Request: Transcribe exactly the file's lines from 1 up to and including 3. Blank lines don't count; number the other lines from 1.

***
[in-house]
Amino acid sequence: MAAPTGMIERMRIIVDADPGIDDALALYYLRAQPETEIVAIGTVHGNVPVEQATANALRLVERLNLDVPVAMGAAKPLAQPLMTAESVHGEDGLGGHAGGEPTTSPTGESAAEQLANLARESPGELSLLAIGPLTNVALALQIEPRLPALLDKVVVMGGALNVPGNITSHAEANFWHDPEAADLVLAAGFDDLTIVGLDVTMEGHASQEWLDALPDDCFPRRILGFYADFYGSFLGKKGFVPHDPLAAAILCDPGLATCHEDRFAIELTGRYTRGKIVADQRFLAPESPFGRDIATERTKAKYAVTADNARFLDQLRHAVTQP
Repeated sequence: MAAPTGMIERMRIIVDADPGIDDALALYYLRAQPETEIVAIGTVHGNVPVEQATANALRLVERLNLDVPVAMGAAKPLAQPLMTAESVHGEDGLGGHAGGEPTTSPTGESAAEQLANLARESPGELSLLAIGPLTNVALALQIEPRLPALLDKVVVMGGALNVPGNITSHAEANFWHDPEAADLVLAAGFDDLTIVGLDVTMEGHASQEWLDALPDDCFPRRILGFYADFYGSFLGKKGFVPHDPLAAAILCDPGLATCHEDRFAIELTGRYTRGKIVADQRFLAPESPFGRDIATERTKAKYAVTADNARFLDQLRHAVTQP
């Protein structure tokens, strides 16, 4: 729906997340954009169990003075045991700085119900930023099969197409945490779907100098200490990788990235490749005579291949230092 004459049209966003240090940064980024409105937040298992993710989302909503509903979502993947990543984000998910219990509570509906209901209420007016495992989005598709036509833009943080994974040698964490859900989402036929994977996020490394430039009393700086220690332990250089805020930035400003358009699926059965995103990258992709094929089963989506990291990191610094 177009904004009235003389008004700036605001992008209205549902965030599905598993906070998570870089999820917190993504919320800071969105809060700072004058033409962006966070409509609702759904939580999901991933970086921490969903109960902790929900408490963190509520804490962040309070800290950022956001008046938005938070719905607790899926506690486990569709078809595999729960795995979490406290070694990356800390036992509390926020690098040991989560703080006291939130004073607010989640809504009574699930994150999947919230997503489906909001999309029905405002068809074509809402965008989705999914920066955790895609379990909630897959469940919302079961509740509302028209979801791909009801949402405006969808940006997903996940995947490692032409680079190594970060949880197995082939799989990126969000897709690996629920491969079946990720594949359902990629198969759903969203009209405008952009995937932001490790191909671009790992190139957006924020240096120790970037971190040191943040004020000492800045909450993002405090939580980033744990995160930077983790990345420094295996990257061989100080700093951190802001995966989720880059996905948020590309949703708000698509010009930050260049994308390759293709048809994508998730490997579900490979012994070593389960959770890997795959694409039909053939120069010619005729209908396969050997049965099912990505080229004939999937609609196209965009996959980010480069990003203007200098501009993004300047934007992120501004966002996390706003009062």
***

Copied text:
[in-house]
Amino acid sequence: MAAPTGMIERMRIIVDADPGIDDALALYYLRAQPETEIVAIGTVHGNVPVEQATANALRLVERLNLDVPVAMGAAKPLAQPLMTAESVHGEDGLGGHAGGEPTTSPTGESAAEQLANLARESPGELSLLAIGPLTNVALALQIEPRLPALLDKVVVMGGALNVPGNITSHAEANFWHDPEAADLVLAAGFDDLTIVGLDVTMEGHASQEWLDALPDDCFPRRILGFYADFYGSFLGKKGFVPHDPLAAAILCDPGLATCHEDRFAIELTGRYTRGKIVADQRFLAPESPFGRDIATERTKAKYAVTADNARFLDQLRHAVTQP
Repeated sequence: MAAPTGMIERMRIIVDADPGIDDALALYYLRAQPETEIVAIGTVHGNVPVEQATANALRLVERLNLDVPVAMGAAKPLAQPLMTAESVHGEDGLGGHAGGEPTTSPTGESAAEQLANLARESPGELSLLAIGPLTNVALALQIEPRLPALLDKVVVMGGALNVPGNITSHAEANFWHDPEAADLVLAAGFDDLTIVGLDVTMEGHASQEWLDALPDDCFPRRILGFYADFYGSFLGKKGFVPHDPLAAAILCDPGLATCHEDRFAIELTGRYTRGKIVADQRFLAPESPFGRDIATERTKAKYAVTADNARFLDQLRHAVTQP